Saturday, July 23, 2011
Animist Practice: Walking Love
You see, I'm not only an animist. I'm also a polytheist, and I worship and follow gods of love. I believe that love is the greatest force in the universe. Love is the one thing greater than the dominators, greater than the gods of cruelty and greed. Tyrants tremble in the face of love, love triumphs over fear, and even death bows before the power of love.
My teachers tell me that to live a life of meaning, grow in spirit, please my gods, live with honor, and enter joyfully into the next life, I can walk no better path than the path of love. Jesus of Nazareth described this practice with stark and uncompromising clarity. One must love even those who would hurt you, even those who are your enemies. He said that love was the great commandment, and that love overcomes the fear of death, and he showed us that he did not fear death, but for the sake of love went to his death gladly. I look with awe at the teachers of radical love who lived their teachings with their final breath.
But, I can’t follow Jesus where he went. I’m not ready to take up my cross or sell all I have and give the money to the poor. I’d rather give my money to my kids, so they can cover the rent next month or travel to Berlin to make music, and I find it hard to believe that any loving god would demand we surrender to torture and murder in the name of love. So, what does the path of love mean to an ordinary, common sense, 21st century animist?
I think it means finding the balance between love of others and love of self. I take care of my health, for example, even if it means saying “no” to someone, but I make the effort to take care of other people even though it sometimes demands the sacrifice of my own desires.
It means that one always acts with loving intent, so when you vote, you vote for love, you work at your job with love, you care about other people, you are nurturing and kind.
We are all given humans and nonhumans to love, and instead of whining about the people I’ve been given to love, I do my best to take care of them. Yes, that even means my ex-husband. (LOL!)
My everyday practice of love is just an ordinary, prosaic kind of consistent unselfishness. I’ve made choices for the sake of the people I’ve been given to love that have worked against the manifestation of my own dreams, but Charlie tells me that nothing I do for love is ever wasted . . . and that brings me to the wonderful paradox of the path of love.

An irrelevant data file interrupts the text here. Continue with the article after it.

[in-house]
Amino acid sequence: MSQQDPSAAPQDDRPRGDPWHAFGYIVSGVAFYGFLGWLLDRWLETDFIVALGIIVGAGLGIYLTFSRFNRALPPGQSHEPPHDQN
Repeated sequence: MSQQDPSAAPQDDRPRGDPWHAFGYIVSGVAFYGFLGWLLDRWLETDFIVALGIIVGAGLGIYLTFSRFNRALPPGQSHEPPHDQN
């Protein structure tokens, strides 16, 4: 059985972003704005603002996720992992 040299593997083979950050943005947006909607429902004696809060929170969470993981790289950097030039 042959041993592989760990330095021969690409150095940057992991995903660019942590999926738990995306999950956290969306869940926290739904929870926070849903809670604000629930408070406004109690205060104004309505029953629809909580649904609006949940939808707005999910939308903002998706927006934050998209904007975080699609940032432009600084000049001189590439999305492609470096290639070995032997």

When I make a choice to take care of someone else, to do things his way or please her instead of myself, I’m generously rewarded. So, when I stuck out my lousy job so I could take care of my family, I was forced to change. I became stronger, physically and emotionally, and more competent as a result of this job, and I benefitted from the extra money, and it enabled me to learn new things, and it saved my marriage. I stuck out the job for love, not because I wanted to, but found myself the beneficiary of my choice, and this has happened so many times that I’m convinced that what I do for others will always benefit me as well. As the Wiccans say, what you put into the world returns to you three-fold. Love is a good bet!
I may not be able to save the world, the way Jesus attempted to do (and his results are dubious to say the least), but I have this tiny piece of the world in which to create a loving reality and I’m going to do my best with it. And what if, just what if, a critical mass of human folks chose to walk this ordinary unselfishness as an everyday practice? Doors would be held open, work loads would lighten, children would be cared for, and smiles would be exchanged in the supermarket checkout lines. Fracking would be voted down. Animals would be treated kindly. Gardens would be planted and Redbud Woods would still stand where a parking lot stands now. In ten thousand subtle ways, we would tip the balance of the earth towards love. I can hear my gods rejoicing just to think of it!